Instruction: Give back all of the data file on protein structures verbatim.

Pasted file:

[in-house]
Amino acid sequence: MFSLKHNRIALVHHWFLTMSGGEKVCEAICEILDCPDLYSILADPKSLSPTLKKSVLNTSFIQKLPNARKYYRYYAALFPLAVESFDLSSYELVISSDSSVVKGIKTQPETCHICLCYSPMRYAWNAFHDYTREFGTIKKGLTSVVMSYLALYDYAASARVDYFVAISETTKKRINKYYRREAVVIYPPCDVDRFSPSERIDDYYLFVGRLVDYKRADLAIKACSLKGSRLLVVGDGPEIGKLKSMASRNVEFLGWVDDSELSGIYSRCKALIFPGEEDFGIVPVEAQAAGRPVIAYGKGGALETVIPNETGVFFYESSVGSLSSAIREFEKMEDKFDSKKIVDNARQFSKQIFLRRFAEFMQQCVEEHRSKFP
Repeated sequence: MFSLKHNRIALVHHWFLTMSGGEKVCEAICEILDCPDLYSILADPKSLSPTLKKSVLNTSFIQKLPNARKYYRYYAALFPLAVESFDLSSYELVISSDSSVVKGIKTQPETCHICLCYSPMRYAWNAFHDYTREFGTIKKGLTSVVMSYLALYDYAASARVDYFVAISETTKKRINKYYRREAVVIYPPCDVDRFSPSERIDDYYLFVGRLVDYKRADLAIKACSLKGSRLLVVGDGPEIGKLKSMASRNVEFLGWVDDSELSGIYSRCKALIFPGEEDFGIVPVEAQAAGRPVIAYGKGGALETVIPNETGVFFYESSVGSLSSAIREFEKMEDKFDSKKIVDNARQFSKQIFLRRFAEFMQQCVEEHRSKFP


[in-house]
Amino acid sequence: MFSLKHNRIALVHHWFLTMSGGEKVCEAICEILDCPDLYSILADPKSLSPTLKKSVLNTSFIQKLPNARKYYRYYAALFPLAVESFDLSSYELVISSDSSVVKGIKTQPETCHICLCYSPMRYAWNAFHDYTREFGTIKKGLTSVVMSYLALYDYAASARVDYFVAISETTKKRINKYYRREAVVIYPPCDVDRFSPSERIDDYYLFVGRLVDYKRADLAIKACSLKGSRLLVVGDGPEIGKLKSMASRNVEFLGWVDDSELSGIYSRCKALIFPGEEDFGIVPVEAQAAGRPVIAYGKGGALETVIPNETGVFFYESSVGSLSSAIREFEKMEDKFDSKKIVDNARQFSKQIFLRRFAEFMQQCVEEHRSKFP
Repeated sequence: MFSLKHNRIALVHHWFLTMSGGEKVCEAICEILDCPDLYSILADPKSLSPTLKKSVLNTSFIQKLPNARKYYRYYAALFPLAVESFDLSSYELVISSDSSVVKGIKTQPETCHICLCYSPMRYAWNAFHDYTREFGTIKKGLTSVVMSYLALYDYAASARVDYFVAISETTKKRINKYYRREAVVIYPPCDVDRFSPSERIDDYYLFVGRLVDYKRADLAIKACSLKGSRLLVVGDGPEIGKLKSMASRNVEFLGWVDDSELSGIYSRCKALIFPGEEDFGIVPVEAQAAGRPVIAYGKGGALETVIPNETGVFFYESSVGSLSSAIREFEKMEDKFDSKKIVDNARQFSKQIFLRRFAEFMQQCVEEHRSKFP